To combat the problems associated with the growth of fungus, algae, and other microorganisms upon the exposed surfaces of roofing shingles, it is generally known to include, upon the exposed surfaces of the shingles, granules composed of or containing copper and/or other metals such as zinc, or particles of metallic zinc or copper. When wetted by rain or otherwise, such granules release copper and zinc compounds respectively which act as algicides and/or fungicides to inhibit the growth of algae and/or fungus. Such copper, zinc, or other metallic compound containing granules are very expensive, even when compared to ordinary prime or colored granules. They also may not be the same color as the prime granules being used. Therefore for aesthetic and economic reasons, the exposed surfaces of such algae and fungus resistant shingles contain primarily ordinary colored "prime" granules and a relatively small percentage of the expensive copper or zinc containing granules interspersed among the ordinary prime granules.
To minimize costs and to maximize algae and fungus fighting effectiveness, it is generally desirable to have a predetermined percentage of the anti-microorganism copper or zinc containing granules disposed upon the prime surface of each shingle. Such granules have heretofore been mixed with the prime granules to this predetermined percentage by weight or volume and applied with the ordinary prime granules to the prime lanes of the strip of asphalt covered material. However, because of normal variations in the manufacturing process, the weight of prime granules applied to each length of the various prime lanes of the asphalt strip can vary. This variance necessarily causes a deviation from the desired predetermined percentage of copper or zinc containing granules being disposed upon the prime areas of the asphalt strip. This results in some shingles having more copper, zinc, or other such microorganism resistant granules than is necessary while others may have an insufficient amount of such granules as is necessary to effectively fight fungus and/or algae.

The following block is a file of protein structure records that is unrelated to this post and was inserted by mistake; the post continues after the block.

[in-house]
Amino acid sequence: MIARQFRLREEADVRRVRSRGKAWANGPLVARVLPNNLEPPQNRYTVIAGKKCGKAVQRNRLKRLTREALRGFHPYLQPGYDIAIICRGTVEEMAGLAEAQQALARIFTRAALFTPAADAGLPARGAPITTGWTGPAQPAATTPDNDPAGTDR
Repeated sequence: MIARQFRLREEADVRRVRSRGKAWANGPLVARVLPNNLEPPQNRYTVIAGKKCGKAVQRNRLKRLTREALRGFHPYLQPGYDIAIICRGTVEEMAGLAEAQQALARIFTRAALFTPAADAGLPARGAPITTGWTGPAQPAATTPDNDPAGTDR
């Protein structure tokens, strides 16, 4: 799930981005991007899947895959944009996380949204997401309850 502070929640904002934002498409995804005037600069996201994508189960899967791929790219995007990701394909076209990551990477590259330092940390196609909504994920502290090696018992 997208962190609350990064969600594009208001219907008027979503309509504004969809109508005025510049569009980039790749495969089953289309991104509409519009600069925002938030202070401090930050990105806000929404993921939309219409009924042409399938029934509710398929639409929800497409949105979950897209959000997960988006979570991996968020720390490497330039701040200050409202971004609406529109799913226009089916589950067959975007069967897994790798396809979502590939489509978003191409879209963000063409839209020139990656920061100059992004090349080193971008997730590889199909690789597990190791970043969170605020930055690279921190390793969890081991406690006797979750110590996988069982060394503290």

In addition, the manufacture of roofing shingles necessarily involves dispensing more granules onto the asphalt coated strip than are necessary to coat the strip. This excess ensures that all areas of the strip are coated to provide a superior shingle, and prevents the hot, tacky asphalt coated strip from contacting and sticking to the rollers of a manufacturing production line. After the initial application of granules, the continuous strip of asphalt and granule coated material is passed around an apparatus for removing these excess or "backfall" granules. This apparatus is commonly a large diameter drum referred to as a slate drum. Backfall granules are collected in a backfall hopper and are reapplied to the asphalt coated strip. In the process of removing the excess prime and headlap granules, it is possible to keep the backfall headlap granules from commingling with the backfall prime granules. This is desirable because such granules can then be re-applied through the backfall hopper to the appropriate lanes of the strip of asphaltic material. It would be undesirable to apply backfall headlap granules to the prime lanes of the asphaltic coated strip. However, the process of preventing the backfall headlap granules from commingling with the backfall prime granules necessarily causes some backfall prime granules to become commingled with the backfall headlap granules. This results in some of the backfall prime granules being applied to the headlap lanes of the asphaltic strip through the backfall hopper. Such application of the relatively expensive backfall prime granules to the headlap regions of the asphaltic strip is referred to as the "downgrading to headlap" of the prime granules. This also causes some of the very expensive anti-microorganism granules which were mixed with and applied simultaneously with the ordinary prime granules to be "downgraded to headlap" where their algicidal or fungicidal properties are not needed and are not helpful.